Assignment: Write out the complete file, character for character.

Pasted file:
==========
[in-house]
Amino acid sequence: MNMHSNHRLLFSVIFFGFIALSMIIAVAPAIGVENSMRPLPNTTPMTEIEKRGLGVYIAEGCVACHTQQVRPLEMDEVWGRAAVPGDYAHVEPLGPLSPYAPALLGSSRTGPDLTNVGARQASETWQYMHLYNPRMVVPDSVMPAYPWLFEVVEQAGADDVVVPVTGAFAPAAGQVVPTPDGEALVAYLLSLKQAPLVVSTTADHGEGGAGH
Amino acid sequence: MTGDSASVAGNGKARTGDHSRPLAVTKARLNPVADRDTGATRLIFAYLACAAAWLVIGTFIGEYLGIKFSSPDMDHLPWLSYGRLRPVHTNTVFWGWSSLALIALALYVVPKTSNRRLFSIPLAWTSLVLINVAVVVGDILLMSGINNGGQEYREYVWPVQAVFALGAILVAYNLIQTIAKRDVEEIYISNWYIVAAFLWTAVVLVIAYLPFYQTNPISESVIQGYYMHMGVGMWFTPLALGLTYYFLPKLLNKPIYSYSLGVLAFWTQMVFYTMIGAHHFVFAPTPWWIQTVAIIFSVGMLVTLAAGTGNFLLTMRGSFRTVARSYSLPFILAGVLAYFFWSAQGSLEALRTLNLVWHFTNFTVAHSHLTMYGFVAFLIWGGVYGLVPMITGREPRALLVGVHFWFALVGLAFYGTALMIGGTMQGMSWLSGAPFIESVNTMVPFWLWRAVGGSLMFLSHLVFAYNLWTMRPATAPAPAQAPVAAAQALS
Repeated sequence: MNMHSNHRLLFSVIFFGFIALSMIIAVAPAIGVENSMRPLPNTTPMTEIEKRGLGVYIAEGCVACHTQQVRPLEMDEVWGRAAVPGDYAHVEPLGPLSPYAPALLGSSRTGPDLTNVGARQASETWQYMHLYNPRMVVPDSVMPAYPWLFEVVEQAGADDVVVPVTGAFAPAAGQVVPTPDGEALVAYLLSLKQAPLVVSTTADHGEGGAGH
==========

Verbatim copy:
[in-house]
Amino acid sequence: MNMHSNHRLLFSVIFFGFIALSMIIAVAPAIGVENSMRPLPNTTPMTEIEKRGLGVYIAEGCVACHTQQVRPLEMDEVWGRAAVPGDYAHVEPLGPLSPYAPALLGSSRTGPDLTNVGARQASETWQYMHLYNPRMVVPDSVMPAYPWLFEVVEQAGADDVVVPVTGAFAPAAGQVVPTPDGEALVAYLLSLKQAPLVVSTTADHGEGGAGH
Amino acid sequence: MTGDSASVAGNGKARTGDHSRPLAVTKARLNPVADRDTGATRLIFAYLACAAAWLVIGTFIGEYLGIKFSSPDMDHLPWLSYGRLRPVHTNTVFWGWSSLALIALALYVVPKTSNRRLFSIPLAWTSLVLINVAVVVGDILLMSGINNGGQEYREYVWPVQAVFALGAILVAYNLIQTIAKRDVEEIYISNWYIVAAFLWTAVVLVIAYLPFYQTNPISESVIQGYYMHMGVGMWFTPLALGLTYYFLPKLLNKPIYSYSLGVLAFWTQMVFYTMIGAHHFVFAPTPWWIQTVAIIFSVGMLVTLAAGTGNFLLTMRGSFRTVARSYSLPFILAGVLAYFFWSAQGSLEALRTLNLVWHFTNFTVAHSHLTMYGFVAFLIWGGVYGLVPMITGREPRALLVGVHFWFALVGLAFYGTALMIGGTMQGMSWLSGAPFIESVNTMVPFWLWRAVGGSLMFLSHLVFAYNLWTMRPATAPAPAQAPVAAAQALS
Repeated sequence: MNMHSNHRLLFSVIFFGFIALSMIIAVAPAIGVENSMRPLPNTTPMTEIEKRGLGVYIAEGCVACHTQQVRPLEMDEVWGRAAVPGDYAHVEPLGPLSPYAPALLGSSRTGPDLTNVGARQASETWQYMHLYNPRMVVPDSVMPAYPWLFEVVEQAGADDVVVPVTGAFAPAAGQVVPTPDGEALVAYLLSLKQAPLVVSTTADHGEGGAGH